• Whose Knowledges? Moving Beyond Damage-Centred Research in Studies of Women in Street-Based Sex Work

    Shdaimah, Corey S.; Leon, Chrysanthi S. (Brussel, Belgium: Vrije Universiteit, 2018)
    Recent scholarship across disciplines reflects renewed interest in making social science relevant to social and policy change (Burawoy, 2005; Flyvbjerg, 2001). At the same time, professional organizations have struggled to articulate ethical obligations towards research participants. In this article we draw on our own research with street-based sex workers to explore the implications for scholarship and policy when researchers allow their studies to be guided by the voices of study participants rather than their own assumptions and hypotheses (Capous-Desyllas & Forro, 2014). We describe how our interpretation evolved upon adopting a feminist, qualitative stance that recognizes the agency and authority of respondents to guide the analysis. We join a growing group of scholars who draw attention to the multidimensionality of sex workers’ identities, goals, and daily lives to provide a fuller picture of their lives and experiences (Cheng, 2013; Hail-Jares, Shdaimah, & Leon, 2017). Such a picture inevitably shifts from the options of repair, rescue, or repression as women talk back. Intentional engagement also works against the tendency to “other” the objects of our research and illuminates the systemic factors that shape women’s choices and lives. Our insights apply to research with vulnerable or stigmatized populations across criminological and socio-legal contexts and to criminal justice policy.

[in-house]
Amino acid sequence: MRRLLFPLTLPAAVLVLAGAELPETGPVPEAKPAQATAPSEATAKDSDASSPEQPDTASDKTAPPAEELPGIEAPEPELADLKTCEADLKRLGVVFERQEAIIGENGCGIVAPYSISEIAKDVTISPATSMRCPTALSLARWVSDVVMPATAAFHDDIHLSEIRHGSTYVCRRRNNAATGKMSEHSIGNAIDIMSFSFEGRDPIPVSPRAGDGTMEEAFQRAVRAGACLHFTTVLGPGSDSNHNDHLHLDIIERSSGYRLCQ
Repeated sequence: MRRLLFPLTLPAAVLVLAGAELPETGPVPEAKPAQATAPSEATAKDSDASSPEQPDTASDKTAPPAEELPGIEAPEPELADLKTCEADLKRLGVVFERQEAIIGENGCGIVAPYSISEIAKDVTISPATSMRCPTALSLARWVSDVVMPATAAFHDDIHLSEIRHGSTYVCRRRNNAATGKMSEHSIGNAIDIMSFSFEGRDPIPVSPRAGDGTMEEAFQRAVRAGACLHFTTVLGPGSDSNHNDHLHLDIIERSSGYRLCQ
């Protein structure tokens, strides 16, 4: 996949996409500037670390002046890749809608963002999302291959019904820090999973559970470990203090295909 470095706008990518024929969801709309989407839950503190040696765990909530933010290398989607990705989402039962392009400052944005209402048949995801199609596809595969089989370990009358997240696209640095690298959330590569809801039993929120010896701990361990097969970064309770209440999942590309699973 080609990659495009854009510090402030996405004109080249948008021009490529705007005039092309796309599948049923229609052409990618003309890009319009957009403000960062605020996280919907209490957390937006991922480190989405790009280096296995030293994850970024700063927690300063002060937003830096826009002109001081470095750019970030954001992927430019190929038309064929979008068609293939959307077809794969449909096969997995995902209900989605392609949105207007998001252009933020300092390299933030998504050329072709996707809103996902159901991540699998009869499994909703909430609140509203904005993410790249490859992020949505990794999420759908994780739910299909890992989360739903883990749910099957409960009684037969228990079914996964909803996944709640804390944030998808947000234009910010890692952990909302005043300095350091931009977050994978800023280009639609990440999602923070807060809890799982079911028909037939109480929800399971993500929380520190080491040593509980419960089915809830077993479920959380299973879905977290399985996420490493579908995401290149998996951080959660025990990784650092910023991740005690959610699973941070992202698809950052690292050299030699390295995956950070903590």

• Foster Parent and Caregiver Engagement in the Court Process

    Shdaimah, Corey S.; Benjamin, Amanda, M.S.W. (2016)
  • Prostitution/Human Trafficking Courts: Policy Frontline as Fault Line

    Shdaimah, Corey S. (Texas Law Review Online, 2018)
  • Embedding IPE: It's Easier Than You Think

    Guerin, Toby Treem; Hammersla, Margaret; Shdaimah, Corey S. (2017)
  • Exploring Social Justice in Mixed/Divided Cities: From Local to Global Learning

    Shdaimah, Corey S.; Lipscomb, Jane; Strier, Roni; Postan-Aizik, Dassi; Leviton, Susan; Olsen, Jody (2016)
  • The Perils of Low-Income Homeowning: Home Repair Problems and Policies in Philadelphia